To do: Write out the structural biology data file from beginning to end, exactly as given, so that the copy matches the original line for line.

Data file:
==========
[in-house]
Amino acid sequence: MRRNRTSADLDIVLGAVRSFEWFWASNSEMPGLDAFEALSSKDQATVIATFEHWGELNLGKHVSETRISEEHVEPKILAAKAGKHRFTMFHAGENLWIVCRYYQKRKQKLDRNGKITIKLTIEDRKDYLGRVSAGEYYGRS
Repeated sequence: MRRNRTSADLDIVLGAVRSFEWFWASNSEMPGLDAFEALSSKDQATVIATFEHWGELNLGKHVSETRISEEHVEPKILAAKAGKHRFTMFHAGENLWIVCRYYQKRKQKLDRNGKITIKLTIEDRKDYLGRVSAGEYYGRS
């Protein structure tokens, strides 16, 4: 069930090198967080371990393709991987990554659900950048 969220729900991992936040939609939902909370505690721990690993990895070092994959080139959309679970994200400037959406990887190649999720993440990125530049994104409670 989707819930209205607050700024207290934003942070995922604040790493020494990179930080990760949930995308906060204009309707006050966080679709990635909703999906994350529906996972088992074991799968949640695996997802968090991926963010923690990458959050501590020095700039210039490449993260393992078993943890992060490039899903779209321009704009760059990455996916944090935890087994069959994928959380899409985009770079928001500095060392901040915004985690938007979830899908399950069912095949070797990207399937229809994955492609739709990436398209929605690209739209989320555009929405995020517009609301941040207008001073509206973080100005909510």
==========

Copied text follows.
[in-house]
Amino acid sequence: MRRNRTSADLDIVLGAVRSFEWFWASNSEMPGLDAFEALSSKDQATVIATFEHWGELNLGKHVSETRISEEHVEPKILAAKAGKHRFTMFHAGENLWIVCRYYQKRKQKLDRNGKITIKLTIEDRKDYLGRVSAGEYYGRS
Repeated sequence: MRRNRTSADLDIVLGAVRSFEWFWASNSEMPGLDAFEALSSKDQATVIATFEHWGELNLGKHVSETRISEEHVEPKILAAKAGKHRFTMFHAGENLWIVCRYYQKRKQKLDRNGKITIKLTIEDRKDYLGRVSAGEYYGRS
């Protein structure tokens, strides 16, 4: 069930090198967080371990393709991987990554659900950048 969220729900991992936040939609939902909370505690721990690993990895070092994959080139959309679970994200400037959406990887190649999720993440990125530049994104409670 989707819930209205607050700024207290934003942070995922604040790493020494990179930080990760949930995308906060204009309707006050966080679709990635909703999906994350529906996972088992074991799968949640695996997802968090991926963010923690990458959050501590020095700039210039490449993260393992078993943890992060490039899903779209321009704009760059990455996916944090935890087994069959994928959380899409985009770079928001500095060392901040915004985690938007979830899908399950069912095949070797990207399937229809994955492609739709990436398209929605690209739209989320555009929405995020517009609301941040207008001073509206973080100005909510």